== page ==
Some travelling children connect through the blogs they write and the social media groups they belong to. It’s really not that isolating when there’s a great network of kids who have one big thing in common — travelling the world with their families.

Just like when you have your first baby, it can be terribly isolating if none of your friends have babies. So what do you do? Join mothers groups. Join online forums and social media groups. Get networking! You’ll teach your kids the immeasurable value of doing it too.

4. It’s Too Expensive To Take A Holiday With Kids, Let Alone Travel The World

Actually, it’s not. Some families choose to keep travelling after their first journey because they found it cheaper than going home. No joke!

It’s simply a matter of learning how. It’s not rocket science, it’s wanting it enough and committing time to learning all you need to know to get started. But one big simple key is this: you don’t live like a tourist, you live like a local.

If you travelled the world like a tourist, you would spend hundreds of thousands of dollars per year. But ask yourself this, do locals of say, Portugal, live in hotels and eat all of their meals in restaurants?

No. Of course they don’t.

Living like a local can save you a swag of money on your two biggest travelling expenses. More about that in another article.

Nothing is impossible, it’s that you just don’t know how to do it right now. Big difference.

5. Something Bad Could Happen, Then What?

You. Can. Always. Go. Home.

Not enjoying it as much as you thought? Go home.

Kids are constantly miserable? Go home.

Disaster happens back home? Go home.

It’s not the end of the world if you don’t like long term travel. No-one will be forcing you to keep travelling but yourself.

If it’s costing too much money (it shouldn’t) or if you have family issues back home and feel the need to be there, you can just go. Don’t feel bad if you need to leave early — you gave it a shot, good on you!

6. You’ll Miss The Family Too Much

Some people may feel a huge pull on the heartstrings when they think about leaving their beloved family behind.

But, what is worse, not physically seeing your family for a year (or however long you decide) or deciding not to live out your ultimate dream?

I’ll let you in on a little secret. One of two things will happen if you go travel:

1. Your family will suddenly get motivated to go travelling themselves, even if it seems impossible for them to get excited about it right now.

Family members may cite issues relating to money, health, disinterest or fears stopping them from travelling — but it’s amazing what happens when someone shakes up the status quo by doing something that others never imagined possible.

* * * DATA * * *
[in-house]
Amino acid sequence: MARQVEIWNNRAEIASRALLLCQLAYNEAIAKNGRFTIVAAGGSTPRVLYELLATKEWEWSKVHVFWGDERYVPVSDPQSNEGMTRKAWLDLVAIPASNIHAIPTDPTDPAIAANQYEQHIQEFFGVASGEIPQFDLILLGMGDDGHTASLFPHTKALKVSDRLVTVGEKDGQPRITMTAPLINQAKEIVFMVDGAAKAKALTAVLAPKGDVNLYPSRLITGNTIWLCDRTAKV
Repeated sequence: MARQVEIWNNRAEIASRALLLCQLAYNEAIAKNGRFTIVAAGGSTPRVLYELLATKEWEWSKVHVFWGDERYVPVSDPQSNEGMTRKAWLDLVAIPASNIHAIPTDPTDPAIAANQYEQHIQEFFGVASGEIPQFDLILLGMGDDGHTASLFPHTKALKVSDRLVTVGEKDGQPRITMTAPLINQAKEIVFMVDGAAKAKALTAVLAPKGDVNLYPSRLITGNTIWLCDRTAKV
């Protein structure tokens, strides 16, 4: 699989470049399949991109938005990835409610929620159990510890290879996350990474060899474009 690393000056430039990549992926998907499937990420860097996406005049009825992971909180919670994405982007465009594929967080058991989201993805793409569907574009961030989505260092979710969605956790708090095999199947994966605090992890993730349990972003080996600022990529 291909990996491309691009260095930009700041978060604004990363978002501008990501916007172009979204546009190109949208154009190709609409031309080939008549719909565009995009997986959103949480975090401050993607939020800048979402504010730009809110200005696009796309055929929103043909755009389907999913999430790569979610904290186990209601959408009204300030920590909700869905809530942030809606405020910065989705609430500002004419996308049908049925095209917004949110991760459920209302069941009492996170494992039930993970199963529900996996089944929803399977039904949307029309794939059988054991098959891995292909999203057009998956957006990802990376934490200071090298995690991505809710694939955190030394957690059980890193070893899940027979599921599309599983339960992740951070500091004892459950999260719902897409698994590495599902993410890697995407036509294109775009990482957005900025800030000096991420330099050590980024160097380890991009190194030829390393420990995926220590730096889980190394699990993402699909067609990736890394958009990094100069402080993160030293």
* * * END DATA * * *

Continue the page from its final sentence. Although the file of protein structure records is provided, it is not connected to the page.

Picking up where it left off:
If they decide to travel — go you! You’ve inspired your family to live their life a great deal more by showing them what’s possible. You’d be surprised at how many travellers meet up with family along the way somewhere.

2. You’ll get back home and everything is the exactly, boringly the same.

Sure, your brother may have a new, spiky haircut that looks super cool, and your teenage niece may be sporting a One Direction tattoo on her back which mum and dad aren’t too happy about.

But everyone will still be slugging away in the same jobs, same life and same relationships.

Everything will be carrying on as normal, as if you didn’t leave… and after a couple of weeks when the excitement of seeing everyone again fades away, you’ll feel flat and miss the excitement and change of world travel.

This is what happens to the majority of long term travellers.

Don’t forget that these days, video calling via Skype or Facetime is free on a wifi connection, and there are plenty of other ways to help you keep in contact with your family.

You have nothing to lose. Go live! That’s what you were born to do.

In 2015 Kelly Winder travelled the world for 12 months with her three children and partner Doug, she hopes her stories inspire more families to do the same.


  1. We’re getting ready to move to Japan at the end of summer on my husbands orders. Our second child will be almost 2 months old. We’re excited to make the most of the 3 yrs we get to spend there!!

  2. Hi Kelly, Just came across your blog. Good on you for living this lifestyle and worldschooling your children. This is my dream. I have yet to have children and can’t wait! Can you email me when you get a chance…I would love to get some advice/coaching from you regarding the preprep and setting up some strategies around this. My parents are from Vietnam so I have a deep connection with the country! xx